I can think of a few moments through life which stand large in my memory, formative scenes etched into my character. My parents and I, a toddler, sitting on the floor around a yellow lamp in a one-room basement, our home at the time. Taking a picture of my parents, the settings on the old camera just as my father had shown me, the camera’s perched on the rock I’m crouched behind, and they’re way out there on the beach’s waterline, waiting for me to click the shutter. Kneeling amongst a cluster of candles and graffiti at a memorial in Paris, taking in a photograph of four smiling young people, all of whom had been alive the night before. I was unable to hold back tears.
One such moment occurred just the other night. I pulled into Rainier & Henderson, the route 7 terminal in Rainier Beach, to a cacophony of whirring blue and red flashbulbs, with emergency response vehicles and personnel littered all over the roadway. There he was on the other side, across the street, sitting in the bus shelter, clutching his stomach.
White lights hot on him, direct, his green uniform polo soaking toward a darker red. The ambulance had just arrived, and here’s the fire department. Men and women in uniform, behaving quickly, setting down cases of instruments and cutting open his uniform. They’re at work. Seconds matter in a time like this, and they know it. Seattle Police is everywhere, King County Sheriffs also, they’re talking amongst each other, heads turned into radios.
People wondering what’s going on.
A bus is blocked by the activity, and another behind it; two teens talk with a few of the policemen, gesturing down the avenues, describing the suspect and speculating on escape routes. It’s a fraction of a second of a thought, but I’m pleased at that part of the image: white cops and young black men working together, united in the urgency of addressing an obvious wrong. I hear a woman’s voice, a woman in scrubs specifying: “looks like a two inch blade. Four, five stab wounds.”
Operator Gary Fuller is a friend of mine. In life I’ve seen strangers being killed, injured, or dead; but never a friend. They’re standing him up now, helping him rise. He’s surrounded by aides and officers. I’m working my way through the crowd. They’ve scissored his uniform off now, wrapping the bandage around his body to stem the flow. I remember noticing one of the EMT staff putting on a bouffant cap. His blood speckled the length of the sidewalk, and would remain visible after everyone had gone. It dribbled so freely, and I remember being confused: I’ve forgotten how easily a body can be torn open, how all the flesh and organs we never see are right there beneath the skin, living and real as day.
I pushed through the officials, not knowing why. What could I offer that they couldn’t? Was I interfering with the process of things?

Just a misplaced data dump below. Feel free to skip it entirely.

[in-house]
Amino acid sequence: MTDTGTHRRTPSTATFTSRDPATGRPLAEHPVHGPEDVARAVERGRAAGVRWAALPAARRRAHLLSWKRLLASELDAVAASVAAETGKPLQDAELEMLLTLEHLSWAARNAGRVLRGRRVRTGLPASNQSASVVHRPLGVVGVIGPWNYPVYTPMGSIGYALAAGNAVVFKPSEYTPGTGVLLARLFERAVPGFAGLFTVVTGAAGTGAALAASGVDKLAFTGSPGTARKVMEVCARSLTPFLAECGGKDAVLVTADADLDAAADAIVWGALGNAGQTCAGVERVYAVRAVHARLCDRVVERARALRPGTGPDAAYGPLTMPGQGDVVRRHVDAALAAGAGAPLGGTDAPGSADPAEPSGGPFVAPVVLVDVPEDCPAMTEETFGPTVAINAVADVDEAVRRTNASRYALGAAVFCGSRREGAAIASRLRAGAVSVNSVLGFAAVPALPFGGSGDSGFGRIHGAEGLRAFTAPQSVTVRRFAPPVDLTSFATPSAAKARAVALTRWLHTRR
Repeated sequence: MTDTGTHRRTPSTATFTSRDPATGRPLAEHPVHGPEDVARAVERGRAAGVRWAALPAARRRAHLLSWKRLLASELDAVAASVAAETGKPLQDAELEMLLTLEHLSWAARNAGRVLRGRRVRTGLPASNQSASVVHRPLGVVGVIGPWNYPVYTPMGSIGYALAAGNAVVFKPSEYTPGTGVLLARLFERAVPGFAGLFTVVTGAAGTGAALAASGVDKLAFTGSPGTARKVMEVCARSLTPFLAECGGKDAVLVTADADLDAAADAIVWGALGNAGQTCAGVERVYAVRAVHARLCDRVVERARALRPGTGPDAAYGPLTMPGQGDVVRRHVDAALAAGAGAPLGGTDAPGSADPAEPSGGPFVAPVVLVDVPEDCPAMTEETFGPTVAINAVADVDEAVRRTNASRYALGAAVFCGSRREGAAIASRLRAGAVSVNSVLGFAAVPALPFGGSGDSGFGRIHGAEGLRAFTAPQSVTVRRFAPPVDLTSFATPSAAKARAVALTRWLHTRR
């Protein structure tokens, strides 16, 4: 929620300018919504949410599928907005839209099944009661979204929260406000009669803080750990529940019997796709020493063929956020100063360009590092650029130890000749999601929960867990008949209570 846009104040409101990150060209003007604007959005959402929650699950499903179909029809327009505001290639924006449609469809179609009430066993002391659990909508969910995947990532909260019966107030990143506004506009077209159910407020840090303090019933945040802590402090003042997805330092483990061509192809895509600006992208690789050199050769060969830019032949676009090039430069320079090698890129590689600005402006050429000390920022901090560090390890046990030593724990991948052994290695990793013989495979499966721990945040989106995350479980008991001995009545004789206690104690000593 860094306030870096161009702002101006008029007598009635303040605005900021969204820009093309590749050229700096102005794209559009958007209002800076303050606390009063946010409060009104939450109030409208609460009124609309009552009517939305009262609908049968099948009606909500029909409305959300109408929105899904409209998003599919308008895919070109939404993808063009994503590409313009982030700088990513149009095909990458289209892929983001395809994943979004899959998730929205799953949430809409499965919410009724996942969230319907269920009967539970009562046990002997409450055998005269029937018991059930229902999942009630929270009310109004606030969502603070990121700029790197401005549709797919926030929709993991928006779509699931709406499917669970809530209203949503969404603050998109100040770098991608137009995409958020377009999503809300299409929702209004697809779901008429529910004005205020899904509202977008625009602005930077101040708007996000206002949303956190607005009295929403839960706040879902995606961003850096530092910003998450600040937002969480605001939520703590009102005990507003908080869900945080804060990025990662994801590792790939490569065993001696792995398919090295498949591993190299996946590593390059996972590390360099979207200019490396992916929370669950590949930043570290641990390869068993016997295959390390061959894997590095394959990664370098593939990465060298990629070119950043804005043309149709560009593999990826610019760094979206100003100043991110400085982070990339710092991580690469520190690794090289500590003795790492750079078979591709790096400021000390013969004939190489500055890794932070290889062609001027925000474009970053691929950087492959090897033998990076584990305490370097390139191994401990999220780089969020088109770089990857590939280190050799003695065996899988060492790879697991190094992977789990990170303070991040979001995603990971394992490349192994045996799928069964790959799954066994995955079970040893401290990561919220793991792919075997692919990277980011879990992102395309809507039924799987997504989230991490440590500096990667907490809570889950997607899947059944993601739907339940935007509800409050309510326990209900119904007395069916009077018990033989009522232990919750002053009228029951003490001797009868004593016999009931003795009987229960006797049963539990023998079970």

He saw me. “Nathan!”
“Gary,” I said. “Gary.”
“Nathan,” he said, and then he laughed. He was smiling. He gave me a thumbs up: “Rainier and Henderson, baby!”
I stand in the shadow of the size of that moment. The events of the evening will be formative for him in a way he will shape later on. For me, no lecture or stack of books could educate me more than his bearing in those minutes, in that context.
This is a way to react when the chips are down.
There’s still blood coming out of him, for pete’s sake. To live on the thread of the act of self, of being thrillingly alive, and go ahead, let yourself be exhilarated by it. Is anything else a bigger deal?
“Love you, man,” I called after him, as they finished tying him down on the stretcher and preparing an IV drip. I needed him to know that he is loved in this world, loved and respected and appreciated by family and strangers, by his children, coworkers, and yes, by the passengers too. I sincerely hope he, and other drivers who get assaulted, don’t read the passengers as an entity which is against them; but rather a collection of random individuals, all of whom have nothing to do with the one person who antagonized them so on a particular night. I said it again. They were loading him into the vehicle.
I said, “hey, can I do anything? You want me to call someone?”
“Hey– yeah. Tell Dispatch to call my wife.”
“Done. Got it.”
The event was minutes old. I would go to my bus and begin relaying information to the coordinator. What happened, what did the assailant look like. I would work with several people trying to get a description the coordinator could put out. The street kid who was still there was the most informative. I told him, “shoot, you give better descriptions than the cops!” Four other drivers were milling about, some of us on the phone with our superiors, all of us reeling. It was too early to try to make sense of things. I wouldn’t begin thinking logically about the event until a day or two later.
Gary is my leader on Sundays, and my bus therefore had double loads for a while as I picked up his waiting passengers in addition to my own. I gave them the best ride I could, buoyant, balancing out the thoughtless negativity of what had happened with a truckload of caring, the good treatment of Gary’s people I’m sure he would have appreciated. I felt like being generous.
But what kept coming back to me was his grin. It didn’t make sense, and it was beautiful.
That’s called strength of spirit.